The overseas excursion was the first for crew, and it was also the first time that the athletic department has provided financial assistance in sending a club team overseas. Upon receiving the invitation from the French clubs, the team met with head athletic director Tom Weingartner and assistant athletic director in charge of intramural, recreation, and club sports, Brian Bock. The athletic department ultimately decided to pay for approximately half of the trip, according to Chen, who is secretary and website manager for the team. The other 50 percent were provided from the team’s funds. The NCAA prohibits athletic departments from funding athletic trips abroad more than once every three years, but because of the crew team’s club sport status, they are able to work around this restriction. While in Paris, crew needed only to pay for food out of pocket, as lodging was provided by members of the host club.Much like the baseball team’s trip to Japan in 1998, the Paris journey was a very welcome, but unexpected, surprise. “It was very last minute for us because literally we found out we were going two weeks before it happened,” Chen said. The athletic department jumped at the opportunity to send the team to Paris, solidifying its reputation as an athletic departments dedicated to sending athletes abroad. Since 1997, 10 Chicago sports programs have traveled to 14 nations on four different continents.
“The same rationale that Dean [John] Boyer has made for the study abroad programs, we make for international travel,” Weingartner said in an interview last week. “We’re part of the global community. These are profoundly memorable experiences that you learn a lot from. You’re exposed to a lot, and hey, they’re fun.”
While in Paris, the team competed in the La 25ème Traversée de Paris, which translates to, “the 25th crossing of Paris.” The ‘“crossing” is not a race; rather, twenty five teams from across the world ride in close to 200 boats over a distance of 21 miles along the River Seine over the course of roughly two hours, allowing rowers to take in such landmarks as the Louvre, the Eiffel Tower, and Notre Dame. “[Being] able to row past these beautiful monuments in this beautiful place…It was just overwhelming in such a good way,” Steffen said. Chicago was the first American team to ever partake in the historic event. The team was given an American flag to display as they rowed down the Siene, leading to cheers and applause from French observers.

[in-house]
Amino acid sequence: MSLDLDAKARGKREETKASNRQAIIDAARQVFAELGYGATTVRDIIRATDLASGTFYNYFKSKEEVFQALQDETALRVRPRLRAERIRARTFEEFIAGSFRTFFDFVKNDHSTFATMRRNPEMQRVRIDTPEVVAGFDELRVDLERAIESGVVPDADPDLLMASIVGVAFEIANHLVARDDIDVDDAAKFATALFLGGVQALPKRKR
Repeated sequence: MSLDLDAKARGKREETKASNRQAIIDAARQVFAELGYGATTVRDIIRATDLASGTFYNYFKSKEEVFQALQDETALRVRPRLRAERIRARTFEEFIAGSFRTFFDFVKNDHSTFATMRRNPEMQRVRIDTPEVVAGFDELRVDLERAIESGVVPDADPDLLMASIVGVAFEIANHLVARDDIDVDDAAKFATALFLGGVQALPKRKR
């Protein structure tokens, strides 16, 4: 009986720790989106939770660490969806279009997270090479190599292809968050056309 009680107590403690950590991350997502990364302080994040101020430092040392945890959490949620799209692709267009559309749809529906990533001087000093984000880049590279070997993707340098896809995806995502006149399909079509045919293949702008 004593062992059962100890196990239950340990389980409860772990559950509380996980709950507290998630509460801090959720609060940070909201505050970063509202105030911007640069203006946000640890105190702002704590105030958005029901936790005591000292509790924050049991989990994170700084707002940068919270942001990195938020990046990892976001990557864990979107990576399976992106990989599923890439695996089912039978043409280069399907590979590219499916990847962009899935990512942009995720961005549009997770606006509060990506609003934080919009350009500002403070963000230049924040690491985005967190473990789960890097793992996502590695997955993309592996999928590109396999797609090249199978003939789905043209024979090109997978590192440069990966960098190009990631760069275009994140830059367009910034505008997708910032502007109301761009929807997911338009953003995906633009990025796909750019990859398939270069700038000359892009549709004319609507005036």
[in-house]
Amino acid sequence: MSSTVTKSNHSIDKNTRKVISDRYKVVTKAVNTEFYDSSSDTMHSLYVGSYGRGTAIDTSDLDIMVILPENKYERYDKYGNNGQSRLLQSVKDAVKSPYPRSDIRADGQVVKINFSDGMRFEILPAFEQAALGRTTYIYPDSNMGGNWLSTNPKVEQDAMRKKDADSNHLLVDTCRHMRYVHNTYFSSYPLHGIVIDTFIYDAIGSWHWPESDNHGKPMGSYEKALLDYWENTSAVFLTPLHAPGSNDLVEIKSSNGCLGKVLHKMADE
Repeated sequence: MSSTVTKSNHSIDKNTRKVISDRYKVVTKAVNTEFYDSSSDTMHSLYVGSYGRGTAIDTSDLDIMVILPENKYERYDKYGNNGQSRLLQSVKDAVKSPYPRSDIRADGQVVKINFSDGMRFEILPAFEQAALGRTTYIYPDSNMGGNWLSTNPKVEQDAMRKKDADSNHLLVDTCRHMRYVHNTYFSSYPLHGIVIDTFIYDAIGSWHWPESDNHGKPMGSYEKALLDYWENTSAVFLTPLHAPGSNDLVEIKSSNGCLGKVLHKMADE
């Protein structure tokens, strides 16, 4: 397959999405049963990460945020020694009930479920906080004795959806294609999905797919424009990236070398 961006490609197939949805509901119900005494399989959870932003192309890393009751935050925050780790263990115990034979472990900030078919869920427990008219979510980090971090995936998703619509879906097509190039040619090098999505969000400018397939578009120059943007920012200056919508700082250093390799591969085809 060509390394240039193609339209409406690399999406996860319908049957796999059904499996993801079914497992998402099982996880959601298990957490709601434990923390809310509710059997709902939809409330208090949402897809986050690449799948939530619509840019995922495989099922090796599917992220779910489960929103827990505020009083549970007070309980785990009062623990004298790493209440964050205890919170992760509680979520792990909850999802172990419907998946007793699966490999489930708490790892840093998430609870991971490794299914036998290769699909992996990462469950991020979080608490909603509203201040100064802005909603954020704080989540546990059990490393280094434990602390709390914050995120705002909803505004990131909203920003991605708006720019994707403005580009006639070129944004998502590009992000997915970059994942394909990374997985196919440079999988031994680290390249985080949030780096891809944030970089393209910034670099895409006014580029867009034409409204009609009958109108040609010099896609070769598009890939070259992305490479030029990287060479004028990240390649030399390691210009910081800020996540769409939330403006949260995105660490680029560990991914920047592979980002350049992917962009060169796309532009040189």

“One French boat actually started singing the American national anthem as we rowed by them,” Chen said, laughing.
The team used three criteria_seniority, experience, and leadership-in order to decide which members were selected to make the trip abroad. Chen was the only non-fourth-year amongst those that traveled, and doesn’t plan on making the trip next year so that more members of the team are able to go abroad. The team’s close-knit nature quelled what few arguments there were over who would ultimately get the opportunity to go on the trip, Steffen said. “I think the really good thing about our team at this point is that we’re all very good friends. We would’ve all been happy to give that opportunity to anyone else on the team.
Although the team lauded the administration for the opportunity to go abroad, some mentioned that the trip would be even better would if it could be lengthened. “I think next year, if possible, adding a couple of extra days [would help],” Ostapenko said. “That being said, the trip was absolutely amazing.”
The team had their first regular season regatta this past weekend on Saturday, a low-key scrimmage against teams from Northwestern and North Park, among others. The men took first in both men’s varsity eight and four with coxswain, while the women also took first in varsity eight and four with coxswain. Chicago’s next competition will be on this Friday at the Head of the Rock regatta in Rockford, IL.